“Despite her fame, she couldn’t earn a living in the rarefied world of amateur tennis. Unable to secure steady sponsorship or lucrative endorsements, she turned professional in the late 1958, immediately reducing her public profile to an appendage of the men’s pro tour. By 1963 she had quit tennis altogether, turning to professional golf for her economic salvation.” -p.47 about Althea Gibson.
“Gibson’s bittersweet saga eventually became a cautionary tale for Ashe and other African Americans looking for tennis for economic opportunity and personal fulfillment.” p.48
“It made it easier for other blacks to follow.”
“Despite his disappointment following the Lynch match, Arthur left Clifton Park with a new understanding of the tennis world. The entire scene made a deep impression on him-especially the behavior and class background of the white players and their aggressive, hovering parents.”
“He had come a long way. Now he had a clearer vision of where he was headed; and he was beginning to realize how hard he would have to work to get there. Most important, he had earned the respect of Dr. Johnson, who had begun to treat him as a rising star.” (p.49)
“There were several young black players, in Lynchburg and elsewhere who may have had more raw talent than Arthur. But with Dr. Johnson’s help, he had turned himself into a paragon of emotional and physical control. Moreover, no one on the ATA circuit could match his determination and focus.” (p.50)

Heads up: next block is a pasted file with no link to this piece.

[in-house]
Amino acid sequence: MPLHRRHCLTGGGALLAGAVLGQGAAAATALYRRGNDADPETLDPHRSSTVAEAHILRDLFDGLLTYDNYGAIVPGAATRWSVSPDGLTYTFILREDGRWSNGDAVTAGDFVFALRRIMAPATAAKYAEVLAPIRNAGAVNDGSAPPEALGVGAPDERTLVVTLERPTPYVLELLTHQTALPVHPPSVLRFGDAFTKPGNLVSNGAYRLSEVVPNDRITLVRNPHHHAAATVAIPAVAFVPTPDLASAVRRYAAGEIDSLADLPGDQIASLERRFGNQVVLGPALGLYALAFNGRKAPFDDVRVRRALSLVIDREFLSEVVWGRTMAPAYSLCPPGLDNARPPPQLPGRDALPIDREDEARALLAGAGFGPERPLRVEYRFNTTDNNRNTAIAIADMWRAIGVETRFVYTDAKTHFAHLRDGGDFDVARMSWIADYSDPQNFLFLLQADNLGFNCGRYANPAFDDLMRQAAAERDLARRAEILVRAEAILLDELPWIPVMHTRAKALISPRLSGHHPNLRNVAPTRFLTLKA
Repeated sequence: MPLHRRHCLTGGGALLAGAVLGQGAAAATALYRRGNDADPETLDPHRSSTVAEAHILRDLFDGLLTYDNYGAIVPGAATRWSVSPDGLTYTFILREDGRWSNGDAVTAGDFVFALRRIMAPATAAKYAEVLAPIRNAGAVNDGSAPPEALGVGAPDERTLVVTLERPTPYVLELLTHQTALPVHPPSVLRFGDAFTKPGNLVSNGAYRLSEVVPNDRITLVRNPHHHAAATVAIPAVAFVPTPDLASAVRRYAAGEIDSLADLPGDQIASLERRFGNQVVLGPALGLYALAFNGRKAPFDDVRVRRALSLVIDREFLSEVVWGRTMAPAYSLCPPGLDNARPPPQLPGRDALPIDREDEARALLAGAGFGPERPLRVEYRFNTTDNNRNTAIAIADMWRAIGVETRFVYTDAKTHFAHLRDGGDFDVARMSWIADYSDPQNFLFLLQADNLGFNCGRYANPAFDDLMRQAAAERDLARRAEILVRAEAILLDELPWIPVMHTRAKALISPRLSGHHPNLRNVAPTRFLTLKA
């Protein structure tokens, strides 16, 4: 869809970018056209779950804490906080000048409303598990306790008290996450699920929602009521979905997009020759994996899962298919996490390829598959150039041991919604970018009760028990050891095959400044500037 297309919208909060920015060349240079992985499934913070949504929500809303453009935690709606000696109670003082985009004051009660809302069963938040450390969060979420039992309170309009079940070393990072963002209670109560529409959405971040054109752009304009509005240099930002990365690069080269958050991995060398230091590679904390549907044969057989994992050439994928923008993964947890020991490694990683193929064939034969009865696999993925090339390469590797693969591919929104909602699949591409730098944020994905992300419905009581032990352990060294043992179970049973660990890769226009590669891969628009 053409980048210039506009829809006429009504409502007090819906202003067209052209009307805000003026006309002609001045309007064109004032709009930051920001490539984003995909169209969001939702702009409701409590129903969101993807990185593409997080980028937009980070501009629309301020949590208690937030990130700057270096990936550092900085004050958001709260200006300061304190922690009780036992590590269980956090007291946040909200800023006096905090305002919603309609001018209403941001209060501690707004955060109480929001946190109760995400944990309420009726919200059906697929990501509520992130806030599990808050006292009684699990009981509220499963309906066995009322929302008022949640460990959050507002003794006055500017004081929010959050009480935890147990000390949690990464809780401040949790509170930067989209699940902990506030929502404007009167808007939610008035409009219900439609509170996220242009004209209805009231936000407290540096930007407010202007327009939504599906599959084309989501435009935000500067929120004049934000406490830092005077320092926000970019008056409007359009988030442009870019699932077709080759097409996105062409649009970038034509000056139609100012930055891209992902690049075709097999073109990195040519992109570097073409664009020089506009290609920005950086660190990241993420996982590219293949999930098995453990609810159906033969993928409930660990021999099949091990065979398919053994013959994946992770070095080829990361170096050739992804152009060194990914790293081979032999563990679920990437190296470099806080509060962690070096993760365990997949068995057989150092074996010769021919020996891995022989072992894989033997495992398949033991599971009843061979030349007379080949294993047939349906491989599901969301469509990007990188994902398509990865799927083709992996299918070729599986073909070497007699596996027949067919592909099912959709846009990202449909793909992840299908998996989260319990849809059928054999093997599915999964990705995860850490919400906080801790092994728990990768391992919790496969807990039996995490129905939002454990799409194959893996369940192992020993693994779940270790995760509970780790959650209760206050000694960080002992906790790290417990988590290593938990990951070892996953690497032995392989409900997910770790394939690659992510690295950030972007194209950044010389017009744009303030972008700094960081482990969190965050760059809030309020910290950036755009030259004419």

“But he left Miami with a much better sense of what to expect from the world’s best young players.” (p.55)
“To Johnson’s amazement, Arthur and the other boys were also invited to use the university’s dining facilities, and even to take in a movie at the campus theater.” (p.57)
“The legally codified hegemony of white supremacist values was still very much in evidence everywhere south of the Mason-Dixon line. ” (p.57)
” But he couldn’t avoid the feeling he was out of place and not altogether welcome at Forest Hills. The atmosphere of white privilege had been palpable at the Berkley TEnnis Club, but it was doubly so at the West Side Tennis Club.” (p.58)
“In the tennis world, even in times of crisis, racial discrimination tended to be subtler than in the world at large. As Arthur once put it, most tennis players were “too well mannered to express racism crudely.” No one ever refused to appear on court with me,” he called. No official ever called me a name. But the indirect rebuffs and innuendoes left their scars. (p.63)
“While he acknowledged that he was “as noticeable as the only raisin in a rice pudding,” the curiosity factor was a burdensome diversion for a serious athlete trying to keep his eyes, literally and figuratively, on the ball.” (p.65)
“Looking back on the situation years later, Arthur concluded that the improvement in his game more than compensated for the social sacrifices and loneliness he experienced. ” (p.70)
Raymond Arsenault does a great job describing how it was like growing up in that era. The crazy thing is it wasn’t that long ago. It really helps me understand what I take for granted growing up in Cherry Hill, NJ. I did not experience systematic racism to the same degree he has. It’s a great time to be alive!